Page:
|Vintage Pulp||Jan 5 2015|
Morbosità di una orientale, which would translate as something like “morbidity of an easterner,” was originally a 1977 Japanese film called Tokyo Chatterly fujin, and was released in English as Lady Chatterley in Tokyo. Katsuhiko Fujii helmed the production, and Izumi Shima starred, but every other name on these promos is a Western pseudonym for a Japanese performer. Ann Charlton, Janet Glythe, Price Williams, and King Byrbo never existed except as credits created for the art you see here, and are in reality Junko Miyashita, Kyoko Aoyama, Tatsuya Hamaguchi, and Minoru Okochi. What was the point of doing that? We don’t know. Japanese films had played in Italy before without being Westernized in this way, so it’s a mystery we presume we’ll never solve.
The film keeps to the themes—but not the plot—of D.H. Lawrence’s Lady Chatterley’s Lover. When a millionaire’s son is rendered impotent by an accident, his wife succumbs to the charms of the groundskeeper’s willy, the chauffeur’s stickshift, and the construction worker’s retractable ruler. We last saw the amazingly striking Izumi Shima being molested by an invisible man, and here her paramour punches through a windowpane and fondles her through the splintered glass. That’s horny. Not to be outdone, Shima humps a tree. That’s horny. Also, a stallion fucks a mare. Really. So every living in creature in this film is incredibly horny. Did it make us horny? Hey, you think we typed this with our fingers? Think again.
|Vintage Pulp||Dec 6 2014|
You know that we’re sticklers about sharing art on its premiere date. Just by coincidence we had two tabloids published today, which we’ve shared above, and we also have movie promo art. This all makes for a very naked day on Pulp Intl., but that’s the way it happens sometimes. We take no responsibility—this is the smut of previous generations, not ours, so blame your grandpa. Anyway, the above poster is for Toei Studios’ Tôkyô dîpu surôto fujin, aka Tokyo Deep Throat, aka Deep Throat in Tokyo. This is a non-pornographic film because, as we’ve mentioned many times before, such acts were illegal to show in Japan at the time, so what you have here is really a pinku or softcore flick with a lot of suggestive action—such as star Kumi Taguchi tonguing a mango, as seen on the poster art—but no actual sex.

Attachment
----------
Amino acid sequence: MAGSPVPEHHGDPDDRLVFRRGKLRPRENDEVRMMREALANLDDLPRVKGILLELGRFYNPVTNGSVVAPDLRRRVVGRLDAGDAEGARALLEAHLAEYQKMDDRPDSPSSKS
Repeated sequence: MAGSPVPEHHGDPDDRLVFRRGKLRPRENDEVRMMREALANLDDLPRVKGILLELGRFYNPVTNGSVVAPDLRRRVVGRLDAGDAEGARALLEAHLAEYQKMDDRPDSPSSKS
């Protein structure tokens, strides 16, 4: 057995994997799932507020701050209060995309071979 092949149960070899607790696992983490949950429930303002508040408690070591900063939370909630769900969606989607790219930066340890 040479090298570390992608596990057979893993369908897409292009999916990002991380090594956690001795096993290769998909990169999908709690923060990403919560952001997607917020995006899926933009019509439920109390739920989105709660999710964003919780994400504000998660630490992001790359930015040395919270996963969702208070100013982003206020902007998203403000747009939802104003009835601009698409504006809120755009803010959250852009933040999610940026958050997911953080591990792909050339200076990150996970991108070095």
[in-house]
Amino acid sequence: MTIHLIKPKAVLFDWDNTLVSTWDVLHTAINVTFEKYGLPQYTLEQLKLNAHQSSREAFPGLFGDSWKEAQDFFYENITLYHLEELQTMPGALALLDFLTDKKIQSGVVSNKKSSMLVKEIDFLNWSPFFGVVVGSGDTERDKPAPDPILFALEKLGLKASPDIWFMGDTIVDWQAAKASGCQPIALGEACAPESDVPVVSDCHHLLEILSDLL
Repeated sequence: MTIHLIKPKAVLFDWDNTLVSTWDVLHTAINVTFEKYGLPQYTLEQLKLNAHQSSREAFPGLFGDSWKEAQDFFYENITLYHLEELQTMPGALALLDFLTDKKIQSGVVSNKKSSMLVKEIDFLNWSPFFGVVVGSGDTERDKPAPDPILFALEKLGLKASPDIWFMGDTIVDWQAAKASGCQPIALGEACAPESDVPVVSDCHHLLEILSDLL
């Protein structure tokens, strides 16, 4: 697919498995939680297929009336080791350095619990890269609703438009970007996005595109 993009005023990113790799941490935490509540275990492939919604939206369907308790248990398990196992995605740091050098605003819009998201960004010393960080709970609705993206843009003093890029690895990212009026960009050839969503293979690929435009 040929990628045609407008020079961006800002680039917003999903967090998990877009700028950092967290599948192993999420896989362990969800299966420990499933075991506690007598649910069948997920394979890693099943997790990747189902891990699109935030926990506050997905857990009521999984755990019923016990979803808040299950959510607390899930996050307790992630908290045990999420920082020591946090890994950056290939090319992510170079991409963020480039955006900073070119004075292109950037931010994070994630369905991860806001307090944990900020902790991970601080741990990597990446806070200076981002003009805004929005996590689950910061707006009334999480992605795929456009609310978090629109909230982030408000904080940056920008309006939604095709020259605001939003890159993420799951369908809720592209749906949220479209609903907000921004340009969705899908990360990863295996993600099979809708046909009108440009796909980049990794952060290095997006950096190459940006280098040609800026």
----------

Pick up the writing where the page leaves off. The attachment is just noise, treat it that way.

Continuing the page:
The plot is similar to the real Deep Throat in that a woman has a clitoris in her throat. How did it get there? Well, her husband had her undergo implantation surgery after she refused to give him a hummer. We know. She won’t go down on him, but somehow he’s able to make her go under the knife. Whatever. After the surgery oral sex is equally pleasurable for both of them, though she seems to have lost her voice, and what happens is… zzzzzzzzz. Where were we? What time is it? Oh yes—plot. Taguchi can now orgasm by eating a banana—that’s not a euphemism, as she does exactly that twice—and there’s some mobster stuff and a murder that really isn’t. But none of it matters. Just know that with a disastrously crappy transfer from the original print, production values here are so low you’ll feel like you’re in a sleazy, mid-disco era Kabukicho wankhouse. Not that we’d know. Tôkyô dîpu surôto fujin premiered in Japan today in 1975.